A snippet of vid to accompany his new piece in Vanity Fair, surely the most eloquent entry in the expanding genre of waterboarding opponents seeking to show how fearsome the practice is by … willingly subjecting themselves to it. Unlike most other pieces in that genre, the argument in favor is forcefully presented before being rejected:

The team who agreed to give me a hard time in the woods of North Carolina belong to a highly honorable group. This group regards itself as out on the front line in defense of a society that is too spoiled and too ungrateful to appreciate those solid, underpaid volunteers who guard us while we sleep. These heroes stay on the ramparts at all hours and in all weather, and if they make a mistake they may be arraigned in order to scratch some domestic political itch. Faced with appalling enemies who make horror videos of torture and beheadings, they feel that they are the ones who confront denunciation in our press, and possible prosecution. As they have just tried to demonstrate to me, a man who has been waterboarded may well emerge from the experience a bit shaky, but he is in a mood to surrender the relevant information and is unmarked and undamaged and indeed ready for another bout in quite a short time. When contrasted to actual torture, waterboarding is more like foreplay. No thumbscrew, no pincers, no electrodes, no rack. Can one say this of those who have been captured by the tormentors and murderers of (say) Daniel Pearl? On this analysis, any call to indict the United States for torture is therefore a lame and diseased attempt to arrive at a moral equivalence between those who defend civilization and those who exploit its freedoms to hollow it out, and ultimately to bring it down. I myself do not trust anybody who does not clearly understand this viewpoint.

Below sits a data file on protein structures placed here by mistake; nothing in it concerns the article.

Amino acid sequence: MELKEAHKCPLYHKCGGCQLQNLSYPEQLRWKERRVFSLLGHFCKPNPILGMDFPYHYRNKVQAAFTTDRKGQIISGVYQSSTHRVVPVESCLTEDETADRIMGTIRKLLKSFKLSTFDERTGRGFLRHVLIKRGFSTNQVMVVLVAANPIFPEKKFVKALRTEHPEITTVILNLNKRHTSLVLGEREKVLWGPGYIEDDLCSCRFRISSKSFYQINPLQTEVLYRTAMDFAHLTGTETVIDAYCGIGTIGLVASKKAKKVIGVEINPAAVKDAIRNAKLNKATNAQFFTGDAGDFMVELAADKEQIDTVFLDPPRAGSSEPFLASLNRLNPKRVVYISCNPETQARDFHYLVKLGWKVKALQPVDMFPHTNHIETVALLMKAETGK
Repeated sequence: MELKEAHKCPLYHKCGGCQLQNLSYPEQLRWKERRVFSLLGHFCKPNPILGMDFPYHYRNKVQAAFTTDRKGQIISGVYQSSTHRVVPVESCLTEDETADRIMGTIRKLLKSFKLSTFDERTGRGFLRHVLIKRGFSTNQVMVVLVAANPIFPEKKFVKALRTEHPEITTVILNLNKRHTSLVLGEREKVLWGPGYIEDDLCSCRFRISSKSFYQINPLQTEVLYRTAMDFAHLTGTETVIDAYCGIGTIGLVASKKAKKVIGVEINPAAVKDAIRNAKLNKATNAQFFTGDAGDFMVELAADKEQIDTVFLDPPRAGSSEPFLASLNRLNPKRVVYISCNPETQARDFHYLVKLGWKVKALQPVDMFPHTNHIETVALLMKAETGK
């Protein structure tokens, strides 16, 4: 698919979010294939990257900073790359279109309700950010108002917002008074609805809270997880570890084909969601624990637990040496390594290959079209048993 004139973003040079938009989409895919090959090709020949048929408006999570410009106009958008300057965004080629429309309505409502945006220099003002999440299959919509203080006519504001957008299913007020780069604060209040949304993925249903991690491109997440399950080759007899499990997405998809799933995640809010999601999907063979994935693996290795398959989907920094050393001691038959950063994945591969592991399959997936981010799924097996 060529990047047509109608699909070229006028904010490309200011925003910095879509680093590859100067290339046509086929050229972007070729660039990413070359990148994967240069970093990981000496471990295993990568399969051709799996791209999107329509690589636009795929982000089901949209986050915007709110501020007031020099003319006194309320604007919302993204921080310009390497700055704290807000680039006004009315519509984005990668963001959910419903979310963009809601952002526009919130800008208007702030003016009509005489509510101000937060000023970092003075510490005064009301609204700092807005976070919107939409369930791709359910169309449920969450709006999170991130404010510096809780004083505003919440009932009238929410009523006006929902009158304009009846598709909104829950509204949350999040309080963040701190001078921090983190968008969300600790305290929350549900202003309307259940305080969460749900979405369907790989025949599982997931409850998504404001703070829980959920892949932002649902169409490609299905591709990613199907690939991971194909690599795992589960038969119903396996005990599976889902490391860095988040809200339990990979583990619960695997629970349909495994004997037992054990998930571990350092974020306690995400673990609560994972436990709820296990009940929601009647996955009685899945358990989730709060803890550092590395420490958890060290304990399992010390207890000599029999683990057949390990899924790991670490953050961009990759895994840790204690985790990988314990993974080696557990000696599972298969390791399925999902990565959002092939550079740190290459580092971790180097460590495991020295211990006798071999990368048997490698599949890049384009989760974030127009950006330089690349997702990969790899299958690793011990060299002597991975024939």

In that last sentence lies the difference between Hitchens and most of the left, which probably explains why his verdict goes down so much smoother than theirs. I don’t quite follow him at the very end, though. The quote from Malcolm Nance suggests that by waterboarding Al Qaeda we’ve only ended up teaching them how to resist the practice, but that’s a risk you absorb whenever you introduce a new weapon or tactic. And given the fact that the practice is reportedly no longer used and was never used all that much to begin with, how big of a risk is it? As for Hitch’s own final point, about the U.S. having lent credence via waterboarding to Al Qaeda’s formerly discredited tales of abuse at enemy hands, I’m not sure if his objection is moral or strategic. If it’s the latter, then he’s assuming that the propaganda value of AQ receiving credibility on that point outweighs the deterrent value of knowing that the U.S. is (or was) willing to do this sort of thing to a captured jihadi. I’m skeptical that suicidal fanatics who don’t blink at beheadings are going to feel any extra surge in motivation from knowing that KSM did hard time on the board, but oh well.

On to the clip, destined to become a cult classic among atheist-haters of every stripe. Click the image to watch.